- 9 - 12 fresh figs, stems removed and cut lengthwise into quarters When testing the recipe, one tart used 7 large figs, and another needed 10 smaller figs. Buy a few extra to make sure you have enough!
PATE SUCREE (SHORTCRUST PASTRY)
- Into the bowl of a stand mixer fitted with the paddle attachment, add the butter, sugar and salt. Mix well to combine, and continue beating on medium high until mixture is pale and fluffy, about two minutes. Scrape down the sides of the bowl.113 grams (½ cup, 4 ounces) unsalted butter, room temperature, 50 grams (¼ cup) granulated sugar, 2 grams (½ teaspoon) Kosher salt
- Add the flour and mix until just combined. It will be coarse and grainy. Add the egg yolk and mix for about 30 seconds. The dough should start to pull together into a ball.120 grams (1 cup) all purpose flour, 1 large egg yolk
- Flatten the dough into a disc shape. Roll the dough out between two sheets of parchment paper to a 10 inch diameter circle. Slide parchment covered dough onto an upside down baking sheet and chill in the fridge for 30 minutes.
- Remove dough from fridge and place on a flat work surface. Peel the top layer of parchment off the dough. Replace the parchment, flip the dough over, and peel the second layer off. Discard it.
- Once dough is slightly malleable, carefully center and place rolled out dough on 9 inch tart pan. Gently press the dough down into the pan and up the sides, ensuring that no empty space remains between the dough and the pan. If any cracks or tears occur, patch with extra dough scraps.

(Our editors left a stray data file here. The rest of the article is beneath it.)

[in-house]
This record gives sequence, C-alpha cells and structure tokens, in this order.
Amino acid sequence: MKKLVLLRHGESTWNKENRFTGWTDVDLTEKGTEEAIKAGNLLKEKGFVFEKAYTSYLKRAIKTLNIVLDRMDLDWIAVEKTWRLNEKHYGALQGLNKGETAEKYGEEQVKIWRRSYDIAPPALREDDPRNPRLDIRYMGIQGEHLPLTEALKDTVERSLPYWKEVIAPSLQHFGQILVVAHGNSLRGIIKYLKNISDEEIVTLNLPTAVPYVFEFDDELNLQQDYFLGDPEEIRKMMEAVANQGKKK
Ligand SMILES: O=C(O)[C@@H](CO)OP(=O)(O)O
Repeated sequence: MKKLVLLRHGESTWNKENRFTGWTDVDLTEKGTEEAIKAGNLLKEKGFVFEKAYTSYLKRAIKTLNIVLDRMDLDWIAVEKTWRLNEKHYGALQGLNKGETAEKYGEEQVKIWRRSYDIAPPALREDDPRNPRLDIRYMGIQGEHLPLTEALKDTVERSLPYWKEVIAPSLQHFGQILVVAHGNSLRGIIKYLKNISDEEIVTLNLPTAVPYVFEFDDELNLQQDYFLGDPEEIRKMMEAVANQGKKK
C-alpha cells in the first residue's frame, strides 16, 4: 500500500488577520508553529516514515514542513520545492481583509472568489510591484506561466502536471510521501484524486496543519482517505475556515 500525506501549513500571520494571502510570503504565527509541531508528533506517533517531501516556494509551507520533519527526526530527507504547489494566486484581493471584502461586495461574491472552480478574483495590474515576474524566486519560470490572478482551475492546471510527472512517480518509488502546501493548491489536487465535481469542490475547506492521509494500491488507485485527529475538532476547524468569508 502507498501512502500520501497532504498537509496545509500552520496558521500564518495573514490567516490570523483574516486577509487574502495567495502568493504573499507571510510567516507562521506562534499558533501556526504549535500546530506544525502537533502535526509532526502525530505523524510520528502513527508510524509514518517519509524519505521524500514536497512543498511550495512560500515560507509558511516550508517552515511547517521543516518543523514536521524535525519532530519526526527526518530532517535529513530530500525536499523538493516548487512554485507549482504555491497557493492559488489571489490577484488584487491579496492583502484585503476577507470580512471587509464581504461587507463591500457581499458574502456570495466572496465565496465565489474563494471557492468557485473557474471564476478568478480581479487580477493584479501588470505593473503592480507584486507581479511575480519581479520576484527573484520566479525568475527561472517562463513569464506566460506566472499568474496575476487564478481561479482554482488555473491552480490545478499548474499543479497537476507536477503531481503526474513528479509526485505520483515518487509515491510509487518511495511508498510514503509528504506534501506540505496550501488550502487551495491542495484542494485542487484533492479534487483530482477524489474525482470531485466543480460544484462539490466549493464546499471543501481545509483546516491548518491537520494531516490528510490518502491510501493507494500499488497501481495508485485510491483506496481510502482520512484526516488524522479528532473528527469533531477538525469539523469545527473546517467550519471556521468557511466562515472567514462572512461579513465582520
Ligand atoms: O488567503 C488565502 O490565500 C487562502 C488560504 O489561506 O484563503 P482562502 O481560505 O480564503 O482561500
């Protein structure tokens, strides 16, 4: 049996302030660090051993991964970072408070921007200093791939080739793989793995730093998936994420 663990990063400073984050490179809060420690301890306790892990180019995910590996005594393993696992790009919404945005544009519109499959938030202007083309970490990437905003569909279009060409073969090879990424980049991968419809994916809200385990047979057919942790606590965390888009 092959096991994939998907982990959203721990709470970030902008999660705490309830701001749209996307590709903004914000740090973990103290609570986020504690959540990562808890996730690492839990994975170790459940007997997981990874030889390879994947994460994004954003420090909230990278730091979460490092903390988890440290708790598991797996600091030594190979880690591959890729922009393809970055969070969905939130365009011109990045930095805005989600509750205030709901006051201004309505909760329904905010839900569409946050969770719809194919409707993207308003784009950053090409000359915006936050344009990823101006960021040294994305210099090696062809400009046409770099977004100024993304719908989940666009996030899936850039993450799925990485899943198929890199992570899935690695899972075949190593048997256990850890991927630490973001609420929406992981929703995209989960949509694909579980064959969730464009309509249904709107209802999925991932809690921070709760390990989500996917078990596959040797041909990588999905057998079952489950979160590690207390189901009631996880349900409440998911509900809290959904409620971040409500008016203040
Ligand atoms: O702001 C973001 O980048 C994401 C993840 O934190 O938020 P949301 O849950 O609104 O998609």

- Trim the excess dough with a knife held parallel to your work surface to ensure the tart shell has a clean edge. Place tart shell in freezer to chill for 5-10 minutes.
- Remove the tart from the freezer. Spread fig jam on the entire base of the fig tart. Place back in freezer to firm up for 10 minutes.120 grams (6 Tablespoons) fig jam
- Preheat oven to 350 degrees Fahrenheit (177° Celsius, Gas mark 4) with rack in center of oven. Meanwhile, make the creme d'amande filling.
CREME D'AMANDE (FRANGIPANE) FILLING
- In the bowl of a food processor, add the almond flour, flour, sugar, salt, vanilla, ground anise seed and eggs. Scatter the butter over the top. Process until well mixed. You may need to stop the processor to scrape down the walls partway through.150 grams (1½ cups) almond flour, 15 grams (2 Tablespoons) all purpose flour, 150 grams (¾ cup) granulated sugar, 1 gram (¼ teaspoon) Kosher salt, 1 teaspoon vanilla extract, ½ teaspoon anise seed, ground, 2 large eggs, 45 grams (3 Tablespoons) unsalted butter, cubed
- Remove tart from freezer. Scoop creme d'amande into tart shell and spread in an even layer over the fig jam.
- Beginning at outer edge, place figs in a circle (thicker base facing out, thinner tip facing in) around the tart. Repeat with inner circle. Depending on size of figs, you may need a third circle in the middle, or to fill in the middle with a few figs.9 - 12 fresh figs, stems removed and cut lengthwise into quarters
- Place tart onto a baking sheet and bake in oven for 60-70 minutes, until frangipane puffs up and is golden brown, and pastry crust is also golden brown. You may need to add a pie shield to protect the crust starting around the 40 minute mark. (See equipment notes).
- Remove from oven and cool on a baking rack.
The Floured Table
Recipe Author: Kathleen Culver